Marijuana commission hopes to submit report by August
After requesting an extension to submit its findings, the Bahamas National Commission on Marijuana expects to meet its new deadline of August 2019, co-chair Quinn McCartney said yesterday.
“We are pushing hard to make sure that we meet the deadline but certainly what will affect us meeting our deadline are our planned trips to Jamaica and Canada, because certainly we would want to make sure include those,” McCartney told reporters at the commission’s office on Virginia Street.
McCartney added, “We understand, and certainly the commission is aware, that members of the public want this issue to be addressed as quickly as possible, but the commission wants to make sure that we are very deliberative in our discussions and our consultations.”
He continued, “…We want to make sure what we bring to the Bahamian public is something that will be of relevance to The Bahamas. And so, we say, yes we are perceived to be taking a bit too long but certainly we will have to give this issue sufficient time because it is a very important and critical issue.”
The commission was expected to submit its findings to the government by April, according to Minister of Health Dr. Duane Sands.
However, in April, McCartney announced that the commission was seeking a six month extension to conduct its research.
Last month, Sands said the commission was given a three month extension to submit its report.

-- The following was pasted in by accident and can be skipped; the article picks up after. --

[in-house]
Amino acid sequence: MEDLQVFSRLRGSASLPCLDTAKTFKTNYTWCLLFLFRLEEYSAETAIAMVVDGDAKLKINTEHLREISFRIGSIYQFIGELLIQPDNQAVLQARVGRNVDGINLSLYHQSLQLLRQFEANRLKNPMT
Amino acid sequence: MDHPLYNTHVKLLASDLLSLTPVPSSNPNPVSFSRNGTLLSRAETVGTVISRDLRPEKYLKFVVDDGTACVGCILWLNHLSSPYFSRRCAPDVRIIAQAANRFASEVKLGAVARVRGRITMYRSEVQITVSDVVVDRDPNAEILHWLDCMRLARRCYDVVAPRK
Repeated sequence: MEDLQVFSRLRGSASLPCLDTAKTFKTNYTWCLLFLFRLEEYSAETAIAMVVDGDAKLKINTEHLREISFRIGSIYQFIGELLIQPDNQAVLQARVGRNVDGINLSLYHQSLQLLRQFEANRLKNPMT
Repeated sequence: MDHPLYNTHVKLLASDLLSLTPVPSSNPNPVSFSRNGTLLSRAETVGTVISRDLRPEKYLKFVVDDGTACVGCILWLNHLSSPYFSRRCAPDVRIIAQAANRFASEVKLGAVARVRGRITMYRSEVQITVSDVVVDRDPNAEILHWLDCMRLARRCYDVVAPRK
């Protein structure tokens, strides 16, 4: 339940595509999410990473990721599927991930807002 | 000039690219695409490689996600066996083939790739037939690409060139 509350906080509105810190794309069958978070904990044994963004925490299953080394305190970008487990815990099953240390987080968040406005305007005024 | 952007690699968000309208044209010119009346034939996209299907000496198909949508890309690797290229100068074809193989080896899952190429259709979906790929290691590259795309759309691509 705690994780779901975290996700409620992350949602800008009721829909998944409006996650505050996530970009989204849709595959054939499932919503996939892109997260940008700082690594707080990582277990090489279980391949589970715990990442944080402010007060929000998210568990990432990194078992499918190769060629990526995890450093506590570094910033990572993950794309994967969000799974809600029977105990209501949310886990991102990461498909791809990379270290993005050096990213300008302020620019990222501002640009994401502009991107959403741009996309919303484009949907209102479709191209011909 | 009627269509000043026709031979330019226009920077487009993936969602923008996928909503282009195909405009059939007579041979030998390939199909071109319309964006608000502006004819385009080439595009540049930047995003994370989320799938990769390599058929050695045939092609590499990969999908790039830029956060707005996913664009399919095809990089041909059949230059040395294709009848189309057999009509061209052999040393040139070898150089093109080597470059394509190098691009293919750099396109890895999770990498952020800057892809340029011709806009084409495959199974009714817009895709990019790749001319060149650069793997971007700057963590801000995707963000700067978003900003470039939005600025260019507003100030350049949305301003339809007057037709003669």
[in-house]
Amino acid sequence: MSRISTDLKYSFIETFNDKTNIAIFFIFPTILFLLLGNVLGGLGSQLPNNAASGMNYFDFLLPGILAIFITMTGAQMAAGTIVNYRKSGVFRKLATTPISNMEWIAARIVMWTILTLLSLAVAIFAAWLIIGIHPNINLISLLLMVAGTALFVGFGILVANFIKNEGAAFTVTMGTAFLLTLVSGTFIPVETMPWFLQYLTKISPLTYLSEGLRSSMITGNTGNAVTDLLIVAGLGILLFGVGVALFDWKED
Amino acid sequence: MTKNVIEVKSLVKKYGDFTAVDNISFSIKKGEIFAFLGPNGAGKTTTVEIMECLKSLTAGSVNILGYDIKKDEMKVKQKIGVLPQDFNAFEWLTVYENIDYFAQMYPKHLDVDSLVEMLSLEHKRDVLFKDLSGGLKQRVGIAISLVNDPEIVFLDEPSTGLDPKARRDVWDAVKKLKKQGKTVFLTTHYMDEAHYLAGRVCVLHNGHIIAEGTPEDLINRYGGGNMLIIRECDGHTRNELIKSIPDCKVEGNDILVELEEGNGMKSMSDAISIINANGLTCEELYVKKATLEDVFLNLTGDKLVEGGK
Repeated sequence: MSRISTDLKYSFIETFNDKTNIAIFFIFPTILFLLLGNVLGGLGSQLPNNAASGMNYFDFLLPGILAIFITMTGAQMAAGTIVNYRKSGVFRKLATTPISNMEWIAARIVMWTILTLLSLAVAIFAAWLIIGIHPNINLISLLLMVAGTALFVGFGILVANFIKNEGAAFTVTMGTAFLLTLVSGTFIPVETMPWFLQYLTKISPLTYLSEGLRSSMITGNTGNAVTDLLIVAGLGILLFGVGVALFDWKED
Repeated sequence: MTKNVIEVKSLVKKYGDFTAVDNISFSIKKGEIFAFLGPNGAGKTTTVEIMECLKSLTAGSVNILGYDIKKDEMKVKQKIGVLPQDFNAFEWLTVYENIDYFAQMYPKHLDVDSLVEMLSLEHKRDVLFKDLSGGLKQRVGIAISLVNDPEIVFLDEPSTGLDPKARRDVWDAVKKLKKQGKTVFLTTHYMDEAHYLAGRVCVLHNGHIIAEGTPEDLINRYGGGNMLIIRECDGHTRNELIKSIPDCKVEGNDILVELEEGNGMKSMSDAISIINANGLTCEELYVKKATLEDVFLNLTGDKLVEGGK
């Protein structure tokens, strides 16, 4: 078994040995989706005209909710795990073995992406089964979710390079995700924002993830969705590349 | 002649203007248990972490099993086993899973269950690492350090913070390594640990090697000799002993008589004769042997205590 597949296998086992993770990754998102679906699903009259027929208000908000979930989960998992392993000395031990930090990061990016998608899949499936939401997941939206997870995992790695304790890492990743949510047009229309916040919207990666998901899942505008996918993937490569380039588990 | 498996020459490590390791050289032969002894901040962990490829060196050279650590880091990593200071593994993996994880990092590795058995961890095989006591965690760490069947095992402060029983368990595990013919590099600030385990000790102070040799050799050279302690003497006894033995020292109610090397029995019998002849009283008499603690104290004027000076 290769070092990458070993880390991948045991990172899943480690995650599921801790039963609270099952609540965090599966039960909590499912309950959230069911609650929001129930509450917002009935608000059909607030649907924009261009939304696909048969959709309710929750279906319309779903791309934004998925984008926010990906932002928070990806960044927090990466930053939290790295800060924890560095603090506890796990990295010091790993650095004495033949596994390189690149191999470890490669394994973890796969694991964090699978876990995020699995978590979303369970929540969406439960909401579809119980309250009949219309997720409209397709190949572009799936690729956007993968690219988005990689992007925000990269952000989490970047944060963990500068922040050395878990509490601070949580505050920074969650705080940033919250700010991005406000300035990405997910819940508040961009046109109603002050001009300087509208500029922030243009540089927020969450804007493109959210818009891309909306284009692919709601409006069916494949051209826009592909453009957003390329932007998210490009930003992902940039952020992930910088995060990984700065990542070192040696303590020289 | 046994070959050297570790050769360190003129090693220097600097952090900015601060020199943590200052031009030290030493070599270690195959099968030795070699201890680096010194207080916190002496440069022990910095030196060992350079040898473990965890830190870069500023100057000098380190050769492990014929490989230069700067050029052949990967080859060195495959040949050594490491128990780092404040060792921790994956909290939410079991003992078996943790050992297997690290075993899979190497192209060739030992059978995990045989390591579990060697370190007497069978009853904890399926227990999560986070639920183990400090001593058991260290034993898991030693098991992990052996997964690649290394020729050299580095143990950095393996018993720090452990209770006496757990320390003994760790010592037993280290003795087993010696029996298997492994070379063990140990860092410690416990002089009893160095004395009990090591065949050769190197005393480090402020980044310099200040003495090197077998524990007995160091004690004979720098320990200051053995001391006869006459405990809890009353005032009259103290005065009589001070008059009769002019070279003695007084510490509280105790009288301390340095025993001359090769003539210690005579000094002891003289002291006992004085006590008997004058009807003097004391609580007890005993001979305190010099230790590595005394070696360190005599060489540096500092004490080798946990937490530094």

Yesterday, McCartney said the commission has planned fact finding missions to Jamaica and Canada.
While he did not give dates for the trips, McCartney said, “While in Jamaica, members of the commission will meet with key officials from both the Jamaican government and officials from the Cannabis Licensing Authority to investigate the regulatory issues and realities facing our sister CARICOM member state.”
He said he hopes the trip to Canada will allow commission members “to obtain a broader perspective relative to concerns surrounding cannabis reform around the world”.
The CARICOM Regional Commission on Marijuana has recommended the declassification of marijuana as a dangerous drug in all legislation and the reclassification of the drug as a controlled substance, similarly to tobacco and alcohol.
According to the regional commission report, The Bahamas could see a financial benefit of around $5 million from the legalization of the substance and regulation of its sale, but advocacy groups suggest that figure is far too conservative, and if considered beyond domestic use, it is over $1 billion.
Education: Goldsmith, University of London, MA in Race, Media and Social Justice
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